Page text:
JOURNAL ARTICLE

Influence of water-filtered infrared-A (wIRA) on reduction of local fat and body weight by physical exercise

Frank Möckel, Gerd Hoffmann, Roy Obermüller, Wolfgang Drobnik, Gerd Schmitz
German Medical Science: GMS E-journal 2006 July 11, 4: Doc05
19675696

AIM OF THE STUDY: Investigation, whether water-filtered infrared-A (wIRA) irradiation during moderate bicycle ergometer endurance exercise has effects especially on local fat reduction and on weight reduction beyond the effects of ergometer exercise alone.

METHODS: Randomised controlled study with 40 obese females (BMI 30-40 (median: 34.5), body weight 76-125 (median: 94.9) kg, age 20-40 (median: 35.5) years, isocaloric nutrition), 20 in the wIRA group and 20 in the control group. In both groups each participant performed 3 times per week over 4 weeks for 45 minutes bicycle ergometer endurance exercise with a constant load according to a lactate level of 2 mmol/l (aerobic endurance load, as determined before the intervention period). In the wIRA group in addition large parts of the body (including waist, hip, and thighs) were irradiated during all ergometries of the intervention period with visible light and a predominant part of water-filtered infrared-A (wIRA), using the irradiation unit "Hydrosun 6000" with 10 wIRA radiators (Hydrosun Medizintechnik, Müllheim, Germany, radiator type 500, 4 mm water cuvette, yellow filter, water-filtered spectrum 500-1400 nm) around a speed independent bicycle ergometer. MAIN VARIABLE OF INTEREST: change of "the sum of circumferences of waist, hip, and both thighs of each patient" over the intervention period (4 weeks). Additional variables of interest: body weight, body mass index BMI, body fat percentage, fat mass, fat-free mass, water mass (analysis of body composition by tetrapolar bioimpedance analysis), assessment of an arteriosclerotic risk profile by blood investigation of variables of lipid metabolism (cholesterol, triglycerides, high density lipoproteins HDL, low density lipoproteins LDL, apolipoprotein A1, apolipoprotein B), clinical chemistry (fasting glucose, alanin-aminotransferase ALT (= glutamyl pyruvic transaminase GPT), gamma-glutamyl-transferase GGT, creatinine, albumin), endocrinology (leptin, adiponectin (= adipo Q), homocysteine, insulin). All variables were at least measured before and after the intervention period. Ergometry (ECG, blood pressure behaviour, lactate curve with power at 2, 3 and 4 mmol/l) before the intervention period. In addition: nutrition training ahead of and during the intervention period with a nutrition protocol over one week for assessment of the daily energy intake; calculation of basic metabolic rate and total energy requirement. Assessment of undesired effects. Only methods of non-parametric statistics were used, both descriptive (median, percentiles of 25 and 75 (= interquartile range), minimum, maximum) and confirmatory (two-sided Mann-Whitney U test for unpaired samples for the only one main variable of interest). Total error probability: .05 (5%). An intention to treat analysis ITT with last observed carry forward method was used preferably (presented results) and in addition an on treatment analysis OT. Only 2 (treatment group) and 4 (control group) drop-outs occurred (mostly due to lack of time).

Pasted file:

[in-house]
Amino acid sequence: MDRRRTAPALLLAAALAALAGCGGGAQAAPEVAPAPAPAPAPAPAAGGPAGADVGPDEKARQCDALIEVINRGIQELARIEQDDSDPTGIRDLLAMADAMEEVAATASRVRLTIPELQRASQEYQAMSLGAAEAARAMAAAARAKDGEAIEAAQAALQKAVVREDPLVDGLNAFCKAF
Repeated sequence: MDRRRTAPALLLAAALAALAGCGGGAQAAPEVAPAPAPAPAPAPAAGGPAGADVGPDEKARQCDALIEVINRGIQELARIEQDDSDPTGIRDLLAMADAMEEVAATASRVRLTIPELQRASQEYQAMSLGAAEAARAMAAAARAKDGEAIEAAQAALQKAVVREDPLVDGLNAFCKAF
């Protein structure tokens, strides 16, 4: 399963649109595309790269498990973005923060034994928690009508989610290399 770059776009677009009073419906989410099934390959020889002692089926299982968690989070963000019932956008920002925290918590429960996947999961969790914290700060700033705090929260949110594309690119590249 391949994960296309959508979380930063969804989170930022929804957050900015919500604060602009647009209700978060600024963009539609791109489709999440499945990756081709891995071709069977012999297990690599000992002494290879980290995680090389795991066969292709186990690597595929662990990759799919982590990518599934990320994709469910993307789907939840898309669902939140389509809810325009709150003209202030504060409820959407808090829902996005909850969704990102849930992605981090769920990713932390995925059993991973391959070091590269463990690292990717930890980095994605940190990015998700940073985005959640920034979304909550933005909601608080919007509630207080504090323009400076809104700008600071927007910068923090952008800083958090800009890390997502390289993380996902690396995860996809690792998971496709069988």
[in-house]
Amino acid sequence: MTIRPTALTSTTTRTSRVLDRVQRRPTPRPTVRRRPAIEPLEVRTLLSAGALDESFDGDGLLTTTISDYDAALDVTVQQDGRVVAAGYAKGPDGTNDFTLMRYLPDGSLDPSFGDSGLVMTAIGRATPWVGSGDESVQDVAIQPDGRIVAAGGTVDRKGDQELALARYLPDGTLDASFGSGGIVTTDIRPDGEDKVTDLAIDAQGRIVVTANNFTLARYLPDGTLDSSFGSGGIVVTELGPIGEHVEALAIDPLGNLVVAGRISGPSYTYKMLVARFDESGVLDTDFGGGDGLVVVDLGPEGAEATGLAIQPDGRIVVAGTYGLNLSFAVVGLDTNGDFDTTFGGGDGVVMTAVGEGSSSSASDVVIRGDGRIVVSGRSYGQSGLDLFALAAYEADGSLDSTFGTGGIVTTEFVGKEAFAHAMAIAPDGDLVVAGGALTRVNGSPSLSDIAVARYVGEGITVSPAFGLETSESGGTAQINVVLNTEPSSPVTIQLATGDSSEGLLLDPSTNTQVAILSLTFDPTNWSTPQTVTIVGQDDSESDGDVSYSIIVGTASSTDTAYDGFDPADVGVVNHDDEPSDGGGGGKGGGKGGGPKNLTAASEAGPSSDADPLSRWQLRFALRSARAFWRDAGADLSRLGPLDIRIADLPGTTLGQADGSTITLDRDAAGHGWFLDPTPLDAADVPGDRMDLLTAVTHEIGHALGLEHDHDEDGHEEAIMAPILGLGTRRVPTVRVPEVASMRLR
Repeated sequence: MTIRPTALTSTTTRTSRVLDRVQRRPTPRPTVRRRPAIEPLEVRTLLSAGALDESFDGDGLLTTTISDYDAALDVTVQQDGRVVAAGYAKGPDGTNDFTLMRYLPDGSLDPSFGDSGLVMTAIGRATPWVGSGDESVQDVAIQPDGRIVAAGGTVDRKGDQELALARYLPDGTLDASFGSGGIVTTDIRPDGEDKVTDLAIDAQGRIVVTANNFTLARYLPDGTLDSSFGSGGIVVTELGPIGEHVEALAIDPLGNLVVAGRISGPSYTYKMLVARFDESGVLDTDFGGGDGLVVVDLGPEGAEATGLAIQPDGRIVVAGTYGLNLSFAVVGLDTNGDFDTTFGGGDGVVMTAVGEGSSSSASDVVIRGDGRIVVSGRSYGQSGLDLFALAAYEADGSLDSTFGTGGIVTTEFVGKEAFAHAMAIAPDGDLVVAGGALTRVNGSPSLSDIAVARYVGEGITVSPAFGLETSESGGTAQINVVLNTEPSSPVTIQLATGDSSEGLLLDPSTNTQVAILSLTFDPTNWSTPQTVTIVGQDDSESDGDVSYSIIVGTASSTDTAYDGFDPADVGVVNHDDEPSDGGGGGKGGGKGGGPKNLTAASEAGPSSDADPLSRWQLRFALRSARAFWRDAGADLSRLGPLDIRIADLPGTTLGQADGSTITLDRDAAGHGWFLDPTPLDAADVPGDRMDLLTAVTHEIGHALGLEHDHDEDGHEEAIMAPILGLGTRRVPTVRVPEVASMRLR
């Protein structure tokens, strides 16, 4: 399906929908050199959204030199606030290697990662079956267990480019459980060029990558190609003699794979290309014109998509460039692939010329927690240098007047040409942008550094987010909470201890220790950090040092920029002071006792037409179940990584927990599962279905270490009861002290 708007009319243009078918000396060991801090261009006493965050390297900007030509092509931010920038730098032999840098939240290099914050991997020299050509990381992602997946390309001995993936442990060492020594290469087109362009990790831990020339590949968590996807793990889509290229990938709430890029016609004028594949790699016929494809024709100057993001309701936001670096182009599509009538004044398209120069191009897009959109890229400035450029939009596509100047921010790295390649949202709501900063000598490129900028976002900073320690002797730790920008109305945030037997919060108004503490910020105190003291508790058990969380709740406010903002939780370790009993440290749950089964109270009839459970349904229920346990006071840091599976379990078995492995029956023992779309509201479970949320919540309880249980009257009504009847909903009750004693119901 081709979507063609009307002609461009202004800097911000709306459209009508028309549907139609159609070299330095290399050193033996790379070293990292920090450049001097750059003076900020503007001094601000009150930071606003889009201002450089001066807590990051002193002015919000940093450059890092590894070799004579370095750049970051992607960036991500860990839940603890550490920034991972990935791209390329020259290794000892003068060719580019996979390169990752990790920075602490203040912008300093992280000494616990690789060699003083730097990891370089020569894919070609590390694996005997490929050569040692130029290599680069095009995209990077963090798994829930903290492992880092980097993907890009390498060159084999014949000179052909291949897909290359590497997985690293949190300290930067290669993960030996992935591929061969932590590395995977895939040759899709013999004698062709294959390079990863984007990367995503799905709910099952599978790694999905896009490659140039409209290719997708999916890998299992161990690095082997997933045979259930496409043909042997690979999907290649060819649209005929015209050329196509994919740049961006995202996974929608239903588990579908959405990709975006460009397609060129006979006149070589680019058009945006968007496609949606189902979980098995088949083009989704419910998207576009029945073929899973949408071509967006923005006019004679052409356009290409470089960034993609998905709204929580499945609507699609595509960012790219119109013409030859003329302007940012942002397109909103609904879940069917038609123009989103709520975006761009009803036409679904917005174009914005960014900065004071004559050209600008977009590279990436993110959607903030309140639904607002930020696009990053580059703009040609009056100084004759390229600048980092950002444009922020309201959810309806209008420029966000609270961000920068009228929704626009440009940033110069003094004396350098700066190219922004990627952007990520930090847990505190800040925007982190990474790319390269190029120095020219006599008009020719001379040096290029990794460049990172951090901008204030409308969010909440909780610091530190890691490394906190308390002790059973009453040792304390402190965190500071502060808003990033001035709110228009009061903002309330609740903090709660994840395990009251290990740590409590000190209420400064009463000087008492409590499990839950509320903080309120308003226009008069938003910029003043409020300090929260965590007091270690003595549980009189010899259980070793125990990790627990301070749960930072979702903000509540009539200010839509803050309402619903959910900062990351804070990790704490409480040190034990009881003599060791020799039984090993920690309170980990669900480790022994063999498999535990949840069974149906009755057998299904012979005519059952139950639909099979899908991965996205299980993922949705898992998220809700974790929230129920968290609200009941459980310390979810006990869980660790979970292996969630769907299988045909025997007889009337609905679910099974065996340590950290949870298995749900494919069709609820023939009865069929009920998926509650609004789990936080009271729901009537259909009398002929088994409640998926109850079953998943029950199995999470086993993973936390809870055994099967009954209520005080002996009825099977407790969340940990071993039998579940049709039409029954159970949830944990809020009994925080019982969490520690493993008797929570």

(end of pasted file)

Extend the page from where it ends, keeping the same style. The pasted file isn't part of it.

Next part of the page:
RESULTS: The "sum of circumferences of waist, hip, and both thighs of each patient" decreased during the 4 weeks significantly more (p<.001) in the wIRA group than in the control group: medians and interquartile ranges: -8.0 cm (-10.5 cm/-4.1 cm) vs. -1.8 cm (-4.4 cm/0.0 cm). As well "body weight of each patient" decreased during the 4 weeks markedly more in the wIRA group than in the control group: medians and interquartile ranges: -1.9 kg (-4.0 kg/0.0 kg) vs. 0.0 kg (-1.5 kg/+0.4 kg); median of body weight changed from 99.3 kg to 95.6 kg (wIRA) vs. 89.9 kg to 89.6 kg (control). A similar effect showed the body mass index BMI. Blood variables of interest remained unchanged or showed some slight improvements during the treatment period, concerning most variables with no obvious differences between the two groups; insulin showed a slight trend to decrease in the wIRA group and to increase in the control group. Undesired effects of the treatment were not seen.

DISCUSSION: The results of the study suggest, that wIRA - during moderate bicycle ergometer endurance exercise as lipolytic stimulus - increases local lipolysis with a local fat reduction (thighs) in the otherwise bradytrophic fatty tissue. The presumably underlying mechanisms of wIRA have already been proven: wIRA acts both by thermal effects and by non-thermal effects. Thermal effects of wIRA are the generation of a therapeutic field of warmth with the increase of tissue temperature, tissue oxygen partial pressure, and tissue blood flow, and by this regional metabolism. As fatty tissue normally has a slow metabolism (bradytrophic and hypothermic tissue) with a low rate of lipolysis, wIRA can increase lipolysis in fatty tissue and the mobilized fats are burned in musculature during the ergometer exercise.

CONCLUSION: The results of the study indicate, that wIRA irradiation during moderate ergometer endurance exercise can be used - in combination with an appropriate nutrition - to improve body composition, especially local fat distribution, and the reduction of fat and body weight in obese persons.

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